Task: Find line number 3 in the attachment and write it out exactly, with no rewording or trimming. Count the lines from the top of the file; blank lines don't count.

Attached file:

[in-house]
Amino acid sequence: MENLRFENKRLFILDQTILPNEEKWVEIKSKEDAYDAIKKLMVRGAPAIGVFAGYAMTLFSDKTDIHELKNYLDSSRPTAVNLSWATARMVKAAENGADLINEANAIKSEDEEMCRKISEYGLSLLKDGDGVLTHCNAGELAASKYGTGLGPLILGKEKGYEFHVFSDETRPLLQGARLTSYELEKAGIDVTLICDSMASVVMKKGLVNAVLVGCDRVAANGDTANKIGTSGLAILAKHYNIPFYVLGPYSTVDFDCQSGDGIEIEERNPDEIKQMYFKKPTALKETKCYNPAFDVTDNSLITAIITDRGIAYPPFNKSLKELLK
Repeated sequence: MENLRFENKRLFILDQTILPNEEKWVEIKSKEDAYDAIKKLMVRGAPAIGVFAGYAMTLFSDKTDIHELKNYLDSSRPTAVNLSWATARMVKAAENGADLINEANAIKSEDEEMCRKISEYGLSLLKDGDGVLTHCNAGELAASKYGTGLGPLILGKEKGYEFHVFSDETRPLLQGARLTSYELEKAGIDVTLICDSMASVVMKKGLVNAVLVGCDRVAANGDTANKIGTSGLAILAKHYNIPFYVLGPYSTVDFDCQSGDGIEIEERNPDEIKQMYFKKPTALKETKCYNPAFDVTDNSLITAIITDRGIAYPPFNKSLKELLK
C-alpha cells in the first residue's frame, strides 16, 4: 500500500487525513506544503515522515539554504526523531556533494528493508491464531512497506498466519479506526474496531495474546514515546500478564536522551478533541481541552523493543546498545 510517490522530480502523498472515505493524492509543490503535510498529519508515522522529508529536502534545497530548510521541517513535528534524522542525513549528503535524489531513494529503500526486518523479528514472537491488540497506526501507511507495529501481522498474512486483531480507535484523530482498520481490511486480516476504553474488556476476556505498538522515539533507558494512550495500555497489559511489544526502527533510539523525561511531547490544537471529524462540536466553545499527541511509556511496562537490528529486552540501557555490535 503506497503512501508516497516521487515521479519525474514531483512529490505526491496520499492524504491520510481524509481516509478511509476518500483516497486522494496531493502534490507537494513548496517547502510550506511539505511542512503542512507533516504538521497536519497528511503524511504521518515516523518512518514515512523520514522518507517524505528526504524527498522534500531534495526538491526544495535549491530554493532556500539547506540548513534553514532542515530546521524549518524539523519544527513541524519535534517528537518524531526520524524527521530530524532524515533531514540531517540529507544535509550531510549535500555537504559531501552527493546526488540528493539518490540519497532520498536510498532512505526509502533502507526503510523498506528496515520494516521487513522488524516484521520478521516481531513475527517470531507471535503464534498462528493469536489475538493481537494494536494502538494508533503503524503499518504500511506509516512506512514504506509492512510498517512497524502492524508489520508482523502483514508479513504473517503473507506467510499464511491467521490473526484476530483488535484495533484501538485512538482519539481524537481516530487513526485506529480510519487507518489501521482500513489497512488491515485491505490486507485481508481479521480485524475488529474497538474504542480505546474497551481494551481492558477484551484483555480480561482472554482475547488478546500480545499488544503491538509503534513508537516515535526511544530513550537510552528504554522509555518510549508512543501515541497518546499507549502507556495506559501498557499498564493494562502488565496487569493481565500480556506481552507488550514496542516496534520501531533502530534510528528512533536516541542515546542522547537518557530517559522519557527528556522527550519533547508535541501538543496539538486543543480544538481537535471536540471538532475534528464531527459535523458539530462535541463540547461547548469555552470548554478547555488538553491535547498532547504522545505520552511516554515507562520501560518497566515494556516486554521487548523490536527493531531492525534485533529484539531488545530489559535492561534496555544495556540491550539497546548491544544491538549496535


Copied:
Repeated sequence: MENLRFENKRLFILDQTILPNEEKWVEIKSKEDAYDAIKKLMVRGAPAIGVFAGYAMTLFSDKTDIHELKNYLDSSRPTAVNLSWATARMVKAAENGADLINEANAIKSEDEEMCRKISEYGLSLLKDGDGVLTHCNAGELAASKYGTGLGPLILGKEKGYEFHVFSDETRPLLQGARLTSYELEKAGIDVTLICDSMASVVMKKGLVNAVLVGCDRVAANGDTANKIGTSGLAILAKHYNIPFYVLGPYSTVDFDCQSGDGIEIEERNPDEIKQMYFKKPTALKETKCYNPAFDVTDNSLITAIITDRGIAYPPFNKSLKELLK